2012 was a particularly sad year. Of the games you mentioned, Crysis 2 is a prime example of a typically bad modern game (huge step back from Crysis) and none of those listed are that innovative. Just same old, same old, in a slightly different package.

Sometimes I wish that the "games industry" we have nowadays would die so that there'd be a much-needed reboot...
 
Old 01 January 2013   #53
Originally Posted by leigh: Wut.

You're on XBox, right? Check out stuff like Limbo, Trine 2 and Braid on XBox Live Arcade.



Yeah I actually have Limbo. Briad to me looks like one of those cheap flash games. If I take a time machine to the 80's Braid may be interesting to me. It is also one of those ones where the character just doesn't click with me. I simply do not like the style.
Limbo was alright it had a cool atmosphere, but it took like 30 minutes to beat it or something. Trine 2 does look about as good as a indie game can get still small in scope though, I will give it a try. Things like Slenderman and Super Meat boy I hear all the time, but just looks so stupid. I played Slenderman and I just cannot get into that low level of craftsmanship just because it is a novel idea.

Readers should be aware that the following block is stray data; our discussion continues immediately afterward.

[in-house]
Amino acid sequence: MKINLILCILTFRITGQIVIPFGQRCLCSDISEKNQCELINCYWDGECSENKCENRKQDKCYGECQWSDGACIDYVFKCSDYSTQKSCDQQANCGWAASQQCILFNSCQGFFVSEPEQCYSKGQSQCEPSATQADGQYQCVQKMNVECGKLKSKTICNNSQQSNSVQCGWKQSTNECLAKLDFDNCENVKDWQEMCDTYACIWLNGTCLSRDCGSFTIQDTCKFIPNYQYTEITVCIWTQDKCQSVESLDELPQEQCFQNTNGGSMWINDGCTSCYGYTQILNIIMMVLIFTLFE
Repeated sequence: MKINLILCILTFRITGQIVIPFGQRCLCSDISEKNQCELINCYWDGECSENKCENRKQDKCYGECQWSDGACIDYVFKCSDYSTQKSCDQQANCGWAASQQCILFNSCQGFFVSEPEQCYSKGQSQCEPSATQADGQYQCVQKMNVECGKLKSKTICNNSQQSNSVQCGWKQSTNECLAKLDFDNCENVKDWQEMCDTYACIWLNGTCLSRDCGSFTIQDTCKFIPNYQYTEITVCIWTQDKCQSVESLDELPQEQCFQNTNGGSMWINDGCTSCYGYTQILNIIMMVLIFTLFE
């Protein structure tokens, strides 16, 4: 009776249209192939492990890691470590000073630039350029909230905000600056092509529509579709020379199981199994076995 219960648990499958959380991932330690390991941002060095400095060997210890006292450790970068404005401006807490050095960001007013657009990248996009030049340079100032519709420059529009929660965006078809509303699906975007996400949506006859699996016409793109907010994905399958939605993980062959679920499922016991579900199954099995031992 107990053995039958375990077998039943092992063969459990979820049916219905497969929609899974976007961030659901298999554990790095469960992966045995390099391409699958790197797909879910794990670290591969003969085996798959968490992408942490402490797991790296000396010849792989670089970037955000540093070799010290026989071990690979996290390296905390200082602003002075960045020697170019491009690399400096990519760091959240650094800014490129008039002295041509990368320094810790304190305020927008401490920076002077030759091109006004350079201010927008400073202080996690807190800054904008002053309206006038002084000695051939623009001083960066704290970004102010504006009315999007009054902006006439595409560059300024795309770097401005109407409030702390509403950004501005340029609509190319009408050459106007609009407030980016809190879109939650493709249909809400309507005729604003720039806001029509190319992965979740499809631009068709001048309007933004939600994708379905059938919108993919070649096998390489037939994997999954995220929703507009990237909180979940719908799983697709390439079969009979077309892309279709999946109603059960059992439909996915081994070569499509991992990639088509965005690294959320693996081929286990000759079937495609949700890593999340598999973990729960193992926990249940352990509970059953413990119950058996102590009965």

Originally Posted by noouch: Trine was freaking amazing. Then you have little stuff like Defcon, Braid, Osmos...


I have Osmos on my Note 2, I played a few levels but got boring really fast.
 
Old 01 January 2013   #54
Originally Posted by -SD-: I have never been one to hop on trend trains, so I'm not "bashing the man" as you, in your prejudism, stated.


I love the way you accuse me of prejudice and then immediately follow it with this titbit of pointless, self righteous, entitled snobbery:

Quote: It's a sad fact that all AAA games are directed at casual gamers these days.


I stopped reading your post at that point.
__________________
leighvanderbyl.com
 
Old 01 January 2013   #55
Quote: "They make a fortune in the market just from making new raster graphics chipsets that are 5 - 10% faster than the last one."


Not sure where you are getting your data from :

- NVidia's Kepler GPUs are almost twice as fast as the previous Fermi generation (not accounting for architectural "force multipliers" like the Hyper-Q and dynamic parallelism)